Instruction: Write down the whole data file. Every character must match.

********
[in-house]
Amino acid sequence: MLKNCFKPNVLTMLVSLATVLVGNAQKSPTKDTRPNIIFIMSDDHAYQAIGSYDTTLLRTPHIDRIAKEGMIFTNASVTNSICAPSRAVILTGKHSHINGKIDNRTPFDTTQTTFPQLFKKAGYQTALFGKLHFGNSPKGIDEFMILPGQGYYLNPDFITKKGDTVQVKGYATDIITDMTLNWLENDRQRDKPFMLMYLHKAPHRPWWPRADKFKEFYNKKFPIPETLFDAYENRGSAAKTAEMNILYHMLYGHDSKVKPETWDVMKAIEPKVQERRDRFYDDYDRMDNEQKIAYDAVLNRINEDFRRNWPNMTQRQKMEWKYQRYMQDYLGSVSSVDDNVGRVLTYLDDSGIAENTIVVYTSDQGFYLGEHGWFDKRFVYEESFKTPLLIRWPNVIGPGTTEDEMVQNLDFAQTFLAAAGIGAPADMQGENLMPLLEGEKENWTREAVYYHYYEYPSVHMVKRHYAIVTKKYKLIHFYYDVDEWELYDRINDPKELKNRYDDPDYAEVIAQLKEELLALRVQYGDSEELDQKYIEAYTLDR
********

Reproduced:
[in-house]
Amino acid sequence: MLKNCFKPNVLTMLVSLATVLVGNAQKSPTKDTRPNIIFIMSDDHAYQAIGSYDTTLLRTPHIDRIAKEGMIFTNASVTNSICAPSRAVILTGKHSHINGKIDNRTPFDTTQTTFPQLFKKAGYQTALFGKLHFGNSPKGIDEFMILPGQGYYLNPDFITKKGDTVQVKGYATDIITDMTLNWLENDRQRDKPFMLMYLHKAPHRPWWPRADKFKEFYNKKFPIPETLFDAYENRGSAAKTAEMNILYHMLYGHDSKVKPETWDVMKAIEPKVQERRDRFYDDYDRMDNEQKIAYDAVLNRINEDFRRNWPNMTQRQKMEWKYQRYMQDYLGSVSSVDDNVGRVLTYLDDSGIAENTIVVYTSDQGFYLGEHGWFDKRFVYEESFKTPLLIRWPNVIGPGTTEDEMVQNLDFAQTFLAAAGIGAPADMQGENLMPLLEGEKENWTREAVYYHYYEYPSVHMVKRHYAIVTKKYKLIHFYYDVDEWELYDRINDPKELKNRYDDPDYAEVIAQLKEELLALRVQYGDSEELDQKYIEAYTLDR